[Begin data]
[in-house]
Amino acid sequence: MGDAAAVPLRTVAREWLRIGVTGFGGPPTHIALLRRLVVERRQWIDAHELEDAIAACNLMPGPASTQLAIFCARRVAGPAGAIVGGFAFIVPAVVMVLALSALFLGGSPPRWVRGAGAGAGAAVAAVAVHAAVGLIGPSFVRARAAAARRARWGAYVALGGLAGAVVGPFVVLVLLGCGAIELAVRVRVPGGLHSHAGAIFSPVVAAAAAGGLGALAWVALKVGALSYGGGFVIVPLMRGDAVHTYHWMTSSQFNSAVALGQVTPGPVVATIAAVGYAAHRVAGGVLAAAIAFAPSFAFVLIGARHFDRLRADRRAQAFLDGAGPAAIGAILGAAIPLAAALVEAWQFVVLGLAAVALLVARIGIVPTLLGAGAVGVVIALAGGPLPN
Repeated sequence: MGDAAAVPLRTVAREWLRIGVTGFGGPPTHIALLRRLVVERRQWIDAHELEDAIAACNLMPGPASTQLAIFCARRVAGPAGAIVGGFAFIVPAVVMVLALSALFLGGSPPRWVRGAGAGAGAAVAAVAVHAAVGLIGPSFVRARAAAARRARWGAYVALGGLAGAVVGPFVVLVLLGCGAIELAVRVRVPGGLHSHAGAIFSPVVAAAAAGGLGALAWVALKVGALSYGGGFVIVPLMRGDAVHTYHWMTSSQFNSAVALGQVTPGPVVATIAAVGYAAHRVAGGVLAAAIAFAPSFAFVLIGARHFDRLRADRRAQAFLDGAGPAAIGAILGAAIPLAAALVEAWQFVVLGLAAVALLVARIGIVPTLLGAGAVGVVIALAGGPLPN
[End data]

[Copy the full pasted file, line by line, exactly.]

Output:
[in-house]
Amino acid sequence: MGDAAAVPLRTVAREWLRIGVTGFGGPPTHIALLRRLVVERRQWIDAHELEDAIAACNLMPGPASTQLAIFCARRVAGPAGAIVGGFAFIVPAVVMVLALSALFLGGSPPRWVRGAGAGAGAAVAAVAVHAAVGLIGPSFVRARAAAARRARWGAYVALGGLAGAVVGPFVVLVLLGCGAIELAVRVRVPGGLHSHAGAIFSPVVAAAAAGGLGALAWVALKVGALSYGGGFVIVPLMRGDAVHTYHWMTSSQFNSAVALGQVTPGPVVATIAAVGYAAHRVAGGVLAAAIAFAPSFAFVLIGARHFDRLRADRRAQAFLDGAGPAAIGAILGAAIPLAAALVEAWQFVVLGLAAVALLVARIGIVPTLLGAGAVGVVIALAGGPLPN
Repeated sequence: MGDAAAVPLRTVAREWLRIGVTGFGGPPTHIALLRRLVVERRQWIDAHELEDAIAACNLMPGPASTQLAIFCARRVAGPAGAIVGGFAFIVPAVVMVLALSALFLGGSPPRWVRGAGAGAGAAVAAVAVHAAVGLIGPSFVRARAAAARRARWGAYVALGGLAGAVVGPFVVLVLLGCGAIELAVRVRVPGGLHSHAGAIFSPVVAAAAAGGLGALAWVALKVGALSYGGGFVIVPLMRGDAVHTYHWMTSSQFNSAVALGQVTPGPVVATIAAVGYAAHRVAGGVLAAAIAFAPSFAFVLIGARHFDRLRADRRAQAFLDGAGPAAIGAILGAAIPLAAALVEAWQFVVLGLAAVALLVARIGIVPTLLGAGAVGVVIALAGGPLPN